Despite concerns from many Republicans about his conservative credentials, a new poll finds Mitt Romney holding his own against Newt Gingrich for the support of Tea Party voters.
According to the CBS News/New York Times poll, released on Wednesday, 29 percent of Tea Party supporters back Romney, while 28 percent back former House Speaker Gingrich, a statistical tie within the poll's margin of error.
Overall, though, Romney continues to hold a commanding lead among likely Republican voters. The poll found Romney leading the field nationally with 28 percent support, followed by Gingrich in second place with 21 percent and then former Pennsylvania Sen. Rick Santorum with 16 percent. Rep. Ron Paul (Texas) closely trails Santorum in fourth place with 15 percent and Gov. Rick Perry (Texas) lags behind with 7 percent, the poll found.
The poll comes just ahead of the South Carolina primary as Santorum and Gingrich argue over whether one of them should drop out to help consolidate power as the "anti-Romney candidate." A recent survey from the conservative Rasmussen Polling found that Romney leads the field in the Palmetto State with 35 percent support among likely South Carolina GOP voters, followed by Gingrich with 21 percent and then Santorum and Paul, who are tied for third with 16 percent.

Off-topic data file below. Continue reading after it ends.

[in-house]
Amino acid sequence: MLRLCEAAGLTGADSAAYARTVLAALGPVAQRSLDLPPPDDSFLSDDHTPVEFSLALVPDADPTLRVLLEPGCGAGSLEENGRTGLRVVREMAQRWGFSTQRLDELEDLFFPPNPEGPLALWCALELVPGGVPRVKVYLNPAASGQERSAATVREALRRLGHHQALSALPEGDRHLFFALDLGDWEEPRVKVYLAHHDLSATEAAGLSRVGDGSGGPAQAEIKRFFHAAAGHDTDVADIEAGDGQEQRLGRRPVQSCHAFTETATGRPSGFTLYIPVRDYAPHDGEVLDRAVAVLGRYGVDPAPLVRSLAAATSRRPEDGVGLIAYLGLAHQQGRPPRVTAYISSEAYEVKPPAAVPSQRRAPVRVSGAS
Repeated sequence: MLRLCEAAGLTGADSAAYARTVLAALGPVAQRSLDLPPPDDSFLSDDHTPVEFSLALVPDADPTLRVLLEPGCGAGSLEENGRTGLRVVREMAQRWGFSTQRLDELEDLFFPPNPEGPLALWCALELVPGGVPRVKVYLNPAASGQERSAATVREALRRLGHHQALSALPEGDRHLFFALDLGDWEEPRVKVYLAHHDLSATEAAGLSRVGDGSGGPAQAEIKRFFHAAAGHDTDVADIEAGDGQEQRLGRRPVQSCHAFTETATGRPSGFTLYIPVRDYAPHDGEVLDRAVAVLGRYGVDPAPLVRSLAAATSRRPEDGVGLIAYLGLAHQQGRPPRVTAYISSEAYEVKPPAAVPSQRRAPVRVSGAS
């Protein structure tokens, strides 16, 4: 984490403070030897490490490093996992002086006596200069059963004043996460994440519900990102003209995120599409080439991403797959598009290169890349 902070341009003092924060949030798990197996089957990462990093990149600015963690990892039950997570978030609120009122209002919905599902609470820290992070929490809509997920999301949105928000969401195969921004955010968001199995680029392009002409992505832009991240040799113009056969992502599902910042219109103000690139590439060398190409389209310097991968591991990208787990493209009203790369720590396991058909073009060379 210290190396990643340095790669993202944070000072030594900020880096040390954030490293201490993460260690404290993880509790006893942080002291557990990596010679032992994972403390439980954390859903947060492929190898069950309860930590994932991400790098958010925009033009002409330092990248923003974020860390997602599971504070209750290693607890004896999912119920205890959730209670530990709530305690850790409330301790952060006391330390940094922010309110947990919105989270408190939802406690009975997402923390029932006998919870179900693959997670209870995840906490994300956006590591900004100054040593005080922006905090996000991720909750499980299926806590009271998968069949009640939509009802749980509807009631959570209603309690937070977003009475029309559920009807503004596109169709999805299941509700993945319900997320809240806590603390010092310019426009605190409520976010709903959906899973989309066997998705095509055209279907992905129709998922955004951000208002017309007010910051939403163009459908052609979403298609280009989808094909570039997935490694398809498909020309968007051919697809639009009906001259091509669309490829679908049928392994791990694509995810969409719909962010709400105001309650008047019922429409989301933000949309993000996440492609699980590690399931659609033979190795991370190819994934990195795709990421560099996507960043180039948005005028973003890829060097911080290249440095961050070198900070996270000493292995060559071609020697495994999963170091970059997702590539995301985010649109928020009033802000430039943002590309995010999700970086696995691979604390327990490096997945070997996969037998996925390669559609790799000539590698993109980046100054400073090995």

On Tuesday, Gingrich argued that if Santorum were to drop out and fold his support behind the former House Speaker, Gingrich would definitely win the South Carolina primary.
"I am respectful that Rick has every right to run as long as he feels that's what he should do," Gingrich said. "But from the standpoint of the conservative movement, consolidating into a Gingrich candidacy would in fact virtually guarantee a victory on Saturday."
Santorum, for his part, has scoffed at the idea dropping out to help Gingrich.
"I'm a friend of Newt's — he's a good man — but the idea that someone who is 0 and 2 in races is that I am hurting him — yeah, I'm hurting him. I'm beating him. That's the difference," Santorum said, according to CNN.
The CBS News/New York Times poll surveyed 1,154 adults between Jan. 12-17 by telephone and has a margin of error of plus or minus 3.5 percentage points for the entire sample.